Amid continuing concerns over its debt problems, Europe produced better-than-expected economic data on Thursday.
In France, consumer spending rose 0.6 percent in April.
Meanwhile, inflation has become less of a threat to the eurozone economy. The inflation rate fell to 2.4 percent in May from 2.6 percent in April.
Outside the euro area, Nationwide reported that UK house prices rose 0.3 percent in May.
However, while European data were encouraging, data elsewhere on Thursday indicated that the economic slowdown has spread.
Revised US first quarter GDP data showed that the economy has lost momentum. It grew at a 1.9 percent annual rate last quarter, down from the 2.2 percent initial estimate and from 3.0 percent in the fourth quarter.
May data released on Thursday indicated that there has not been much improvement since. An ADP report showed that private employers added just 133,000 jobs in May. Initial claims for state jobless benefits rose 10,000 last week to 383,000, the seventh increase in eight weeks. A report from Challenger, Gray & Christmas showed that the number of planned layoffs at US companies hit an eight-month high in May.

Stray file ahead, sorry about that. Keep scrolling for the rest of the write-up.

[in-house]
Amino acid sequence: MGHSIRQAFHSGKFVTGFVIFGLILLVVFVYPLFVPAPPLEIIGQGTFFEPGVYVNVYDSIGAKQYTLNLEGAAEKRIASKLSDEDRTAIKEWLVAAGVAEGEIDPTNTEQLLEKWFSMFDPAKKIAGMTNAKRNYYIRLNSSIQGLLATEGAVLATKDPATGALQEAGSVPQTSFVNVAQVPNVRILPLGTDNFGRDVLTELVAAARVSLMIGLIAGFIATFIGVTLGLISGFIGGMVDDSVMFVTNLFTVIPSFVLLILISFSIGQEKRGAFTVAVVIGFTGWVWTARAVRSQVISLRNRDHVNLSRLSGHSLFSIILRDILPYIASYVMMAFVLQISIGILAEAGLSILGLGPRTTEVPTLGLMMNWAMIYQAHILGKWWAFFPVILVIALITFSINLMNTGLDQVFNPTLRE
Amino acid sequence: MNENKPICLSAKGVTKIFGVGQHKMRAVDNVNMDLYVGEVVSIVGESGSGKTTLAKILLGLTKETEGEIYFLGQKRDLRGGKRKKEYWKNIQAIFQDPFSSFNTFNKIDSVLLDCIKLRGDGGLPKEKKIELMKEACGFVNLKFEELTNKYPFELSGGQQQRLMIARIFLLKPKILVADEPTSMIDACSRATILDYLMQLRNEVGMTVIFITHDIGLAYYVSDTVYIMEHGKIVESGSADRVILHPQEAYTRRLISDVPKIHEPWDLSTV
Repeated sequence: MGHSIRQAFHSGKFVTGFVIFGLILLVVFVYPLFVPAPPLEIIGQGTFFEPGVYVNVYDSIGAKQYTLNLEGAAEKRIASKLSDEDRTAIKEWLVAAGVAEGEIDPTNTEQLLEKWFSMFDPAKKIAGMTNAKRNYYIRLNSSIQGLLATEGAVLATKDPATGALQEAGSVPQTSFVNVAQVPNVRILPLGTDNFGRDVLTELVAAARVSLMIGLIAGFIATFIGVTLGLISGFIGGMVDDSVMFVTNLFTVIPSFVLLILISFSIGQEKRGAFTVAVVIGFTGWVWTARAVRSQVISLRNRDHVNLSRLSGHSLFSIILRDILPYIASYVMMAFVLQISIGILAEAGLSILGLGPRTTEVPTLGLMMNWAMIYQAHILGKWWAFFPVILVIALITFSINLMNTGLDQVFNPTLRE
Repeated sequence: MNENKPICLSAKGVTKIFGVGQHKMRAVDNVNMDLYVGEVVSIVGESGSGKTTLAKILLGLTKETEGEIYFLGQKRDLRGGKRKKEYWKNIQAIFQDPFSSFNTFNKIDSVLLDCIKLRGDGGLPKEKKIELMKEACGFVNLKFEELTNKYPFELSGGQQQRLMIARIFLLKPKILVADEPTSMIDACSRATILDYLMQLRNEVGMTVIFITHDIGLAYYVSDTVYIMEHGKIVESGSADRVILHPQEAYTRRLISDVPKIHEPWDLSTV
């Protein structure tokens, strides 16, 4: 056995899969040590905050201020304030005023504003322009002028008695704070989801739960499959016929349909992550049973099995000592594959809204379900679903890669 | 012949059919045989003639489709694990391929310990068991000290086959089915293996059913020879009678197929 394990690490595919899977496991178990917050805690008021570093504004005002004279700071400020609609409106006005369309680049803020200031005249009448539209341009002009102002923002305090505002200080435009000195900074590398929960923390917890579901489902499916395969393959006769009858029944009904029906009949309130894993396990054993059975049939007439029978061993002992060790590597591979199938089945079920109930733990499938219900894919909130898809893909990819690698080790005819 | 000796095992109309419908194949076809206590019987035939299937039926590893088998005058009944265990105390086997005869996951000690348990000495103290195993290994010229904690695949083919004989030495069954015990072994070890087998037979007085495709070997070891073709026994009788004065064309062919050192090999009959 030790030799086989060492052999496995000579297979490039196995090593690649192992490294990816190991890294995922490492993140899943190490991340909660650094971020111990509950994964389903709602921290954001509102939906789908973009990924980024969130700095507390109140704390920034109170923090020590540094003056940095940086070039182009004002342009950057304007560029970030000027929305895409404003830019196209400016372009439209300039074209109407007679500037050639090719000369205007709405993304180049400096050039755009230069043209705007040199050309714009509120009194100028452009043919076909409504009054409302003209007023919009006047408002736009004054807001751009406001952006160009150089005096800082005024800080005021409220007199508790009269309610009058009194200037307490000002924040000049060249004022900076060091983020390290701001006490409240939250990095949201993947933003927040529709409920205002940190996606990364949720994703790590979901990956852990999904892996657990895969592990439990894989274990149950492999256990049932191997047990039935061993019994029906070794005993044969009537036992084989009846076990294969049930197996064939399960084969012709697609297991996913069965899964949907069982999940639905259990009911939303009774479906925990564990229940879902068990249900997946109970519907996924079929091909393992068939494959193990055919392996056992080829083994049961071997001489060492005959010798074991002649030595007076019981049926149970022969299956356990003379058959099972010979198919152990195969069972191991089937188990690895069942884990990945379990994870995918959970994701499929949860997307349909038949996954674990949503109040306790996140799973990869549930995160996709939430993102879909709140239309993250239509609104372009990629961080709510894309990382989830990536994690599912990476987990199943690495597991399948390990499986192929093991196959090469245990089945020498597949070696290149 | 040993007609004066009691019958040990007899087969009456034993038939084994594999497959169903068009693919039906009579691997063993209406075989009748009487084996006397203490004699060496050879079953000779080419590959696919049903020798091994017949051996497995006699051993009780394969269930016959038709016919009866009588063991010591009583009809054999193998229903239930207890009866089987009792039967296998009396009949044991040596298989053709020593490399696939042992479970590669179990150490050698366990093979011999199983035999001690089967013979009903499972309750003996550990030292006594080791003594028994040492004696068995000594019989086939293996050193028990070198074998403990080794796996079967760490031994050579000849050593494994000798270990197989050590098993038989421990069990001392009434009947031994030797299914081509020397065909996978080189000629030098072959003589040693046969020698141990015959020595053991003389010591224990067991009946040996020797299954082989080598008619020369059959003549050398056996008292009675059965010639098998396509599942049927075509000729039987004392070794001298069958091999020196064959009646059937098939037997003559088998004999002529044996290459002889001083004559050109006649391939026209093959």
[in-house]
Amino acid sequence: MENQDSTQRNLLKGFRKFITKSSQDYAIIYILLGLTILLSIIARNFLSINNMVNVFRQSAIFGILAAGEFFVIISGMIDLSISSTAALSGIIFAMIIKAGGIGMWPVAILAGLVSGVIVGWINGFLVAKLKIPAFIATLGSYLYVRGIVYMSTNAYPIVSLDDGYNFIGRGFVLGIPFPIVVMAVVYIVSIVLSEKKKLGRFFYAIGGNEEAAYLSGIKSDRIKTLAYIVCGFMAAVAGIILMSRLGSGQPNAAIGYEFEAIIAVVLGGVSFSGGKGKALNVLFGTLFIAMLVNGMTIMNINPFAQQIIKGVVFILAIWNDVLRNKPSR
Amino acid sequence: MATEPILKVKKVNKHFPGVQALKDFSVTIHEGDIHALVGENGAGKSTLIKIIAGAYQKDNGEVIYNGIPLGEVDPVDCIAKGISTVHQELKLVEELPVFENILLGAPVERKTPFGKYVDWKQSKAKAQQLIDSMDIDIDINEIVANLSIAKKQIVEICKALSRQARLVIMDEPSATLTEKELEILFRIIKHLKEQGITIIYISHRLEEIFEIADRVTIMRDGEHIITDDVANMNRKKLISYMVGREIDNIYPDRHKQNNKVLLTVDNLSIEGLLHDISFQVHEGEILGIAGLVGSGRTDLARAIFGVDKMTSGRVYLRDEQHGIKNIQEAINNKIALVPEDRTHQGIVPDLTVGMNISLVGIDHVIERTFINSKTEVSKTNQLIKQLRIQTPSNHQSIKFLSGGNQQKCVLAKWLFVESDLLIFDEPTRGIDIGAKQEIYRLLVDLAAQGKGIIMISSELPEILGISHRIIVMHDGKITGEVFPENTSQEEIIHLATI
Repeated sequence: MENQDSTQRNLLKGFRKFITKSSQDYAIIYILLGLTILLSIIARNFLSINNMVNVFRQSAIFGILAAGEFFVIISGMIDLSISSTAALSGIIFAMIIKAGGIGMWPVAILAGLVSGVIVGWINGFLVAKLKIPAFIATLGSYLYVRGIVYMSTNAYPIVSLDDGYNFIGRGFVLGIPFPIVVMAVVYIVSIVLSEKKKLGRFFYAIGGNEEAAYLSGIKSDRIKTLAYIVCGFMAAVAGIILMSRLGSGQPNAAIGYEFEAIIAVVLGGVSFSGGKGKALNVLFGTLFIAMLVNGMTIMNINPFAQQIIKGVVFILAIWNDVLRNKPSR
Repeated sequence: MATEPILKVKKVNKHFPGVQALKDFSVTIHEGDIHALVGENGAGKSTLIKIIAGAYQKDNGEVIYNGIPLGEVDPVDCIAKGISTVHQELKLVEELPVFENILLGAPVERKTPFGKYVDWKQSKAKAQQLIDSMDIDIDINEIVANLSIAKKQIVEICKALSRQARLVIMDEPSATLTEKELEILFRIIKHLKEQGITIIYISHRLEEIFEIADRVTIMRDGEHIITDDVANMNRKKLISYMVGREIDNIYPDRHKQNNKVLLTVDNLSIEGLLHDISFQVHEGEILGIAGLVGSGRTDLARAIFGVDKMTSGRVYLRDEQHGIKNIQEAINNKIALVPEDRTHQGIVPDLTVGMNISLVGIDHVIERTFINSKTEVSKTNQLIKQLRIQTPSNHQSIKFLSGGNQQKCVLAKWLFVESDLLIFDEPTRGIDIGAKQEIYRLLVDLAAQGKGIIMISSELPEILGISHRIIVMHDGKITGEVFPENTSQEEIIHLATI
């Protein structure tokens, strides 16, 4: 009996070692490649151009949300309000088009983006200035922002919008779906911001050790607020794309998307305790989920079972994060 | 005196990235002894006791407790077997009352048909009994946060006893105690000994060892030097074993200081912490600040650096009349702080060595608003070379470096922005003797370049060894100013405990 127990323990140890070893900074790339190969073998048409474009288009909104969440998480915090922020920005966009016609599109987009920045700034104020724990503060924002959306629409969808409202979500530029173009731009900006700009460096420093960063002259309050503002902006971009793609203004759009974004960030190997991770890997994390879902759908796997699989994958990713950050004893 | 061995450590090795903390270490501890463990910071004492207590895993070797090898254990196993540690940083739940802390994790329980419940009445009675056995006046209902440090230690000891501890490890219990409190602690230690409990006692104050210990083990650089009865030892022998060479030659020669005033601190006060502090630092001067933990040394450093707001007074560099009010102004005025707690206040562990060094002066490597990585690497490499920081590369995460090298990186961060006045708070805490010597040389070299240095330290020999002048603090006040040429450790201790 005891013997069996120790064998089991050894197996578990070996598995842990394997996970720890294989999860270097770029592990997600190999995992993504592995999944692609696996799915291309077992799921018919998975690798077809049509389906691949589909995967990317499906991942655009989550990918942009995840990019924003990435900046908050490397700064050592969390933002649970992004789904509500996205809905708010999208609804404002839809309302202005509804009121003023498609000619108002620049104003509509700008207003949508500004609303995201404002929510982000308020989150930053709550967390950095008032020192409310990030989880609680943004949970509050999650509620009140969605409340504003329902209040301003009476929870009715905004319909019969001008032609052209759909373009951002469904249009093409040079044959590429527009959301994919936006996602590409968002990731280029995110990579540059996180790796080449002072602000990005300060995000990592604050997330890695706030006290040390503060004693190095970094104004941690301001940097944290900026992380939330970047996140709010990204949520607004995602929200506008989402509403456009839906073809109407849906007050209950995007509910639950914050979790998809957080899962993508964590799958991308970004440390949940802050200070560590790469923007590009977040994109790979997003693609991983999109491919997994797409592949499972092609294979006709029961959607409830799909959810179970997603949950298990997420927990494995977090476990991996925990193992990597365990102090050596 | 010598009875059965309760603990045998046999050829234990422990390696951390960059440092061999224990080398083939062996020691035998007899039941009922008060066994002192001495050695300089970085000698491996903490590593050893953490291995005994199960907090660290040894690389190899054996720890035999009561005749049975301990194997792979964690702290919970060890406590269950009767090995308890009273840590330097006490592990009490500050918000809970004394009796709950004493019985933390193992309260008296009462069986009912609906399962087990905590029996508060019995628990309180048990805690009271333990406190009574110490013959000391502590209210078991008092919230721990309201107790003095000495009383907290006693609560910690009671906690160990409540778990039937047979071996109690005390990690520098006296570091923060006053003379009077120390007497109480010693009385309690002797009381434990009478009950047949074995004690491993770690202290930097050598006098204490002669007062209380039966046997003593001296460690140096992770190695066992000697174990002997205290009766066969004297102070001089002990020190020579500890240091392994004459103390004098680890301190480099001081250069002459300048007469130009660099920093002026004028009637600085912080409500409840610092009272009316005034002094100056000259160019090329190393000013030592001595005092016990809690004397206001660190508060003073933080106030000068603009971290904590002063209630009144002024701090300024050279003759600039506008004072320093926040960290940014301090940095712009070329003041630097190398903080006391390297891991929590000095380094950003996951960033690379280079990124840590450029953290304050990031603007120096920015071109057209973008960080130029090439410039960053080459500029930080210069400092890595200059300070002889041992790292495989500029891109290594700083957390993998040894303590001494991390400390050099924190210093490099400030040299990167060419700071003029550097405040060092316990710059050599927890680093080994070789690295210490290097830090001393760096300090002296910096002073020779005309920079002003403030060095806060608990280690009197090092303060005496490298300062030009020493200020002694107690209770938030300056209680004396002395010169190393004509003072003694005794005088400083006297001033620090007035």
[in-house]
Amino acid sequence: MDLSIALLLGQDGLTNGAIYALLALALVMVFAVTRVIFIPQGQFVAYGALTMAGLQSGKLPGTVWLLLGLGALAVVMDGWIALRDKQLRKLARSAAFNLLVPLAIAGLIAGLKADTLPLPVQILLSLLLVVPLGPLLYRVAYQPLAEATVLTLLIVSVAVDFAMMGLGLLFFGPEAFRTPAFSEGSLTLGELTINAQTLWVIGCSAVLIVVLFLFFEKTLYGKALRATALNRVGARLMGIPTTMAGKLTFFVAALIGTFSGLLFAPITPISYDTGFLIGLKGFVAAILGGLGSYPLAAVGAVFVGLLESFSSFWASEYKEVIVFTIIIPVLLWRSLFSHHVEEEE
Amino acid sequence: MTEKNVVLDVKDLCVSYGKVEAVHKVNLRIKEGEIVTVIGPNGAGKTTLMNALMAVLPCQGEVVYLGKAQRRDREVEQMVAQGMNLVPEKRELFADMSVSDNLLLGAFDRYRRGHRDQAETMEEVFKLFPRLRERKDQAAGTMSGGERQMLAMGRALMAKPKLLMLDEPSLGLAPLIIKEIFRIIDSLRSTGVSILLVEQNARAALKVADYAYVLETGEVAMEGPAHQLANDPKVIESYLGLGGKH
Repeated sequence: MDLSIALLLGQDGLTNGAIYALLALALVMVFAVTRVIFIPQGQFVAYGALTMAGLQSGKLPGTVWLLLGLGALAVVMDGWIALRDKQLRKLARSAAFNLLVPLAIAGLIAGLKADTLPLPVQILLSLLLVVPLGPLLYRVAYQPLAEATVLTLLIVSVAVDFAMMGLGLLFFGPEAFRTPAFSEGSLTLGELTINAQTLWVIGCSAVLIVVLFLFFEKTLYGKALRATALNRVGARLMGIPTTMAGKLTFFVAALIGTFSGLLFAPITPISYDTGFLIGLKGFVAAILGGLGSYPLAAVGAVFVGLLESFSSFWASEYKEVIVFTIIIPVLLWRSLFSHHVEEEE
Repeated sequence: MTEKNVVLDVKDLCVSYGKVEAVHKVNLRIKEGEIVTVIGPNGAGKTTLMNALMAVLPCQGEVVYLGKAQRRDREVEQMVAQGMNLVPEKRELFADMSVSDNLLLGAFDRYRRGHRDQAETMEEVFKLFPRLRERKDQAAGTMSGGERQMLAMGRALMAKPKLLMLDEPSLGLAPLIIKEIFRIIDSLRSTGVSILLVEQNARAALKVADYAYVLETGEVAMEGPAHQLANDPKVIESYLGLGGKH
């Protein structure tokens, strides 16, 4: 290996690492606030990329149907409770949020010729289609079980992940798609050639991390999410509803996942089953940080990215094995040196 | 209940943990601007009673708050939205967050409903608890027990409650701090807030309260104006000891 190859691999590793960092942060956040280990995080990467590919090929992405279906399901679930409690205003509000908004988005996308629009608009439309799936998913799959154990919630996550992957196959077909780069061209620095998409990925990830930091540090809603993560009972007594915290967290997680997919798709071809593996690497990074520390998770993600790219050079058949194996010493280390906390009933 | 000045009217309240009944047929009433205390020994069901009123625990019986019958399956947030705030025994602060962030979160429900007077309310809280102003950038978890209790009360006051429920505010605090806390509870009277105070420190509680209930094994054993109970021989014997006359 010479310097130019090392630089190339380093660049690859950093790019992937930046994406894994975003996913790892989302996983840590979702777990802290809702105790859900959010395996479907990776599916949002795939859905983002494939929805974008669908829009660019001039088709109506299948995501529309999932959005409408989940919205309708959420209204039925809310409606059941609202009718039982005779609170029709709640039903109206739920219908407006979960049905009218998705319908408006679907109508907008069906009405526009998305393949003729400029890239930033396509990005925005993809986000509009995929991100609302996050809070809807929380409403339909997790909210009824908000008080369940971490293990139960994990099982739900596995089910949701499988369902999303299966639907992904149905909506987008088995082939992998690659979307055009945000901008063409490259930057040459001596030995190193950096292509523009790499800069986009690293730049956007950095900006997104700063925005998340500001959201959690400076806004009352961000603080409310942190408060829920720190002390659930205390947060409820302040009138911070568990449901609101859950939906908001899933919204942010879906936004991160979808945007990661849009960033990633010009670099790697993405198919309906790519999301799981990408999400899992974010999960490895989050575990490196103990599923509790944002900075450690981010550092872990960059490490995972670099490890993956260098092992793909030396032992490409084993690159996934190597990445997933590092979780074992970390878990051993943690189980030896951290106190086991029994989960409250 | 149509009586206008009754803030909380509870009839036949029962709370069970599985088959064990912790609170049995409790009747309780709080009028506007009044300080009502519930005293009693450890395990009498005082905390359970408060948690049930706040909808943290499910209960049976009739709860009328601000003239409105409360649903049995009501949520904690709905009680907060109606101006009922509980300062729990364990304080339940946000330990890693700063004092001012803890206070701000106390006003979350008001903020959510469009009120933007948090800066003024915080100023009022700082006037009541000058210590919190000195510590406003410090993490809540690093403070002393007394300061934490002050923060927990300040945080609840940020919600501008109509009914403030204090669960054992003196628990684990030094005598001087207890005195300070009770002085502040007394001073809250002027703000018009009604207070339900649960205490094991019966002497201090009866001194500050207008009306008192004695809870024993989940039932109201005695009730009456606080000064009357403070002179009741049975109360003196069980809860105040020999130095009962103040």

The Institute for Supply Management-Chicago's business barometer fell to 52.7 in May, the lowest since September 2009, from 56.2 in April.
Japan's economy may also have started the second quarter on a weak note. Industrial production rose just 0.2 percent in April. A survey showed that factory managers expected output to fall 3.2 percent in May and then rebound 2.4 percent in June.
Emerging economies have also not escaped the spreading slowdown. India's economy grew 5.3 percent in the first three months of 2012 from a year earlier, sharply down from 9.2 percent growth in the previous quarter.